In this course we are interested in understanding the quantum physics of combined systems, i.e., of systems that consists of more than one party at different locations. It might seem strange, why we are especially interested in this situation, but as we will see later on, there are fundamental principles in quantum physics that only become apparent when considering at least two separated parties. We will call two parties separated, when any action on the first party will not have any effect on outcomes of measurements made by the second party. We will see that the study of such localized systems will allow us to answer one of the fundamental questions of quantum physics, namely whether the randomness encountered in a measurement is based on ignorance or constitutes a fundamental property of nature.
We had discussed the principle of complementarity in the first Quanth-course: There are certain quantities that are not jointly measurable, i.e., it is not possible to measure one without disturbing the results of successive measurement of the other (Footnote: for a more detailed description see…). One possible explanation for this behaviour could be that any measurement device needs a small interaction to perform the measurement. As quantum objects tend to be quite ‘delicate’ things, his interaction will always have a non negligible impact on successive measurement results. If this was true, one could imagine quantum physics to be similar to classical physics with some additional rules for interactions when performing measurements. We will see in this course, that no such model of physics can be found.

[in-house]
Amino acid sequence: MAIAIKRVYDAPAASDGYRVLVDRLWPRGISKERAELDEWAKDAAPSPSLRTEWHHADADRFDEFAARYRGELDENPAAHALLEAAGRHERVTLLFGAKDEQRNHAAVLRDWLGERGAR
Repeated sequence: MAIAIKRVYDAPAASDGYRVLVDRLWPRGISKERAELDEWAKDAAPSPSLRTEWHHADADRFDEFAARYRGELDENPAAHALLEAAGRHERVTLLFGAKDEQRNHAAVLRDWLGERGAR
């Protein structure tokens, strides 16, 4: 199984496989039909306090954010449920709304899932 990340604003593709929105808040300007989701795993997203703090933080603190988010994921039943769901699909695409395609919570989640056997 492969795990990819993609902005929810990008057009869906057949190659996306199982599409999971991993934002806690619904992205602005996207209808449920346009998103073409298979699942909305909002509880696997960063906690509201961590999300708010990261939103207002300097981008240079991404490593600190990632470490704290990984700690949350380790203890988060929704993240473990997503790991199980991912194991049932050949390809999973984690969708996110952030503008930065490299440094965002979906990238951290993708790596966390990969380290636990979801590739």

To show this, we will present the Bell theorem, which is one of the most remarkable findings of physics. The Bell theorem does actually not only apply to quantum physics, but rather to any theory which can be cast in the form “classical physics + some extra rules”. It will be a consequence of the theorem that no such theory can make the same predictions for certain experiments as quantum physics. With this, we can experimentally test predictions from quantum physics against any other theory. Until now, all performed experiments have shown perfect agreement with the predications made within quantum physics. To reach this goal we will start with a very general approach, first presenting a story to derive the Bell theorem before discussing its consequences.